Stephen Losey is the air warfare reporter for Defense News. He previously covered leadership and personnel issues at Air Force Times, and the Pentagon, special operations and air warfare at Military.com. He has traveled to the Middle East to cover U.S. Air Force operations.
National Harbor, Md. — The Air Force is planning a second round of initiatives to improve the diversity of the service's ranks, Secretary Deborah Lee James said Monday at the Air Force Association's Air Space Cyber conference.
In March 2015, James announced a sweeping set of nine programs that aimed to improve the opportunities for women and minorities in the Air Force. Those initiatives included waiving height restrictions for pilots, increasing the pool of female officer applicants, allowing airmen to take time off to start a family or go back to school, and extending the post-pregnancy deployment deferment from six months to a full year.
But the Air Force needs to do more to make sure it's attracting the top talent from all communities, James said in her keynote address at the conference here.
"Make no mistake, we are in a battle for talent," James said, as she explained why diversity programs are important. "It's about recruiting and developing and retaining the best among them. It's about the quality of their experience in the Air Force. And for me, at least, it's also been about paying special attention to certain communities that have required some special attention."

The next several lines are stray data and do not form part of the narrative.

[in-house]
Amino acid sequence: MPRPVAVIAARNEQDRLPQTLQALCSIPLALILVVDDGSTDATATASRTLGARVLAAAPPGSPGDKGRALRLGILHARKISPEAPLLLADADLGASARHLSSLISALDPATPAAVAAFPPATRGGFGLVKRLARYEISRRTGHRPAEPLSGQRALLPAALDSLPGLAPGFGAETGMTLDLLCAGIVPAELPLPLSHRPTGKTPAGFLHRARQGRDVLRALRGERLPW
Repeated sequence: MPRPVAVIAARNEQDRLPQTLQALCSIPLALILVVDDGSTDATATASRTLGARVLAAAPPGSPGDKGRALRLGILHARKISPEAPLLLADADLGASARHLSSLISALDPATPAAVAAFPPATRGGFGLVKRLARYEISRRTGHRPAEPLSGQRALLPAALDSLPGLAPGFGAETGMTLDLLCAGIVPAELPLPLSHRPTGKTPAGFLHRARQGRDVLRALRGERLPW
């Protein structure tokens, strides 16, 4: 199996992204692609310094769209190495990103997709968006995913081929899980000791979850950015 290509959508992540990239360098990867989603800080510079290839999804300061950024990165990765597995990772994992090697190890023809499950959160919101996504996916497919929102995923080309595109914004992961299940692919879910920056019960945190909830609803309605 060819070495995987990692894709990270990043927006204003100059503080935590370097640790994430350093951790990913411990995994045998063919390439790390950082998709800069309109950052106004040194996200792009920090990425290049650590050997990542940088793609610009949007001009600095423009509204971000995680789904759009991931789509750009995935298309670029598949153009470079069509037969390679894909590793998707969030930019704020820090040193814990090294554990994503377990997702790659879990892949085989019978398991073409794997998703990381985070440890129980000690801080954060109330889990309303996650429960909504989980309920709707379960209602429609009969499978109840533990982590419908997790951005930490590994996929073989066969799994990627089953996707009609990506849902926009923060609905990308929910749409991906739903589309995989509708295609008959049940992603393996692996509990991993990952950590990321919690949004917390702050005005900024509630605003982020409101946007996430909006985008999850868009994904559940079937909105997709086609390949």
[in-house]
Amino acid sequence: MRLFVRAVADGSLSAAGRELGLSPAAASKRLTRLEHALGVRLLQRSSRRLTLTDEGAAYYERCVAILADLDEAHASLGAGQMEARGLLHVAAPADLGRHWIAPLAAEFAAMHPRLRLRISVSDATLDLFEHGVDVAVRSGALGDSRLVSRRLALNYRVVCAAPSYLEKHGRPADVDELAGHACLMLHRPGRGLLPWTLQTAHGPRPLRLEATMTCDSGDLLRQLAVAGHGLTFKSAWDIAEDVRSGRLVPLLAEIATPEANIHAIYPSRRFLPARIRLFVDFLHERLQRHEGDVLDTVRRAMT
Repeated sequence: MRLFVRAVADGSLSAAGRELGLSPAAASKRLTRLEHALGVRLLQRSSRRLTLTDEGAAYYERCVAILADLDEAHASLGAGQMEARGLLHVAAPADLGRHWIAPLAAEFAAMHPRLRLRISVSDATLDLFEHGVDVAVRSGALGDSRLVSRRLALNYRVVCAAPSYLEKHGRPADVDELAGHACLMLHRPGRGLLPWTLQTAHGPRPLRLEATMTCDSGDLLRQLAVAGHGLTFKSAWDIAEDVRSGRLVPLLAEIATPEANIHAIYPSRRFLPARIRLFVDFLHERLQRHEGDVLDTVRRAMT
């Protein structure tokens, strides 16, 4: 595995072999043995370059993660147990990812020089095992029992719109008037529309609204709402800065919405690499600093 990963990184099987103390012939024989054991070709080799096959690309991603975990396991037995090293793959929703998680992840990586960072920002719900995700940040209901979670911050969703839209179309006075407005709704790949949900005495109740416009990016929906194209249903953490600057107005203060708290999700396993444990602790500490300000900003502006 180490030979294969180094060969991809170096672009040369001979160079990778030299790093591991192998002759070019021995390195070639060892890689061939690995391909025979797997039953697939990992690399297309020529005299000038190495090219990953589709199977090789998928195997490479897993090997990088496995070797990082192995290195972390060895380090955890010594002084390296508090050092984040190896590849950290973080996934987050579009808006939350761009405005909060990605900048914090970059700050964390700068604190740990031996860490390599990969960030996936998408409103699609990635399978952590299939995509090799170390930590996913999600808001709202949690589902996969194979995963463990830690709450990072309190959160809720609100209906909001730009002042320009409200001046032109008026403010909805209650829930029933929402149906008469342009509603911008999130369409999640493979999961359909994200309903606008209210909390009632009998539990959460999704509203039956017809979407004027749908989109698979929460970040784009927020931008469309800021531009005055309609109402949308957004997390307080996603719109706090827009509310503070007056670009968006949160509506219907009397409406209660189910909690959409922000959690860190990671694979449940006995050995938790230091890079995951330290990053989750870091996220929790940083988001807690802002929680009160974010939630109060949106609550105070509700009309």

James did not say when she and Chief of Staff Gen. David Goldfein are likely to announce these new initiatives, but said they are coming soon.
In her keynote address, James also described how her thinking about Air Force staffing levels has evolved and changed over the past three years of her tenure. When she became secretary in December 2013, she said, the fiscal 2015 budget proposal — which called for personnel cuts — was largely finished and ready to go to Congress.
Those staffing cuts — which James cast as the conclusion of a nearly quarter-century drawdown that began after the Soviet Union's collapse — were driven by the expected conclusions of the wars in Iraq and Afghanistan, as well as a budget crunch.
"As a new secretary, all of this seemed to make pretty good sense to me — at least it made pretty good sense on paper," James said. "However, as I started to travel, mostly in the spring of 2014 and beyond, I began to see that some of these Powerpoint presentations that we were receiving in Washington, they just didn't seem to be adding up anymore."
In her travels and conversations with rank-and-file airmen, James said it became apparent that the Air Force was short everywhere, and airmen were feeling significant strain.
Those conversations — combined with a changing geopolitical situation caused by Russia's invasion of Crimea, the Islamic State's rise in the Middle East, and the ongoing conflict in Afghanistan, among other developments — led James to rethink the Air Force's manpower assumptions by the late summer of 2014. At that point, James said, the Air Force began working on getting funding into the fiscal 2016 budget to rebuild the force.
As a result, James said, the Air Force's end strength will rise from about 311,000 to 317,000 by the end of fiscal 2016, and more growth will follow in years to come.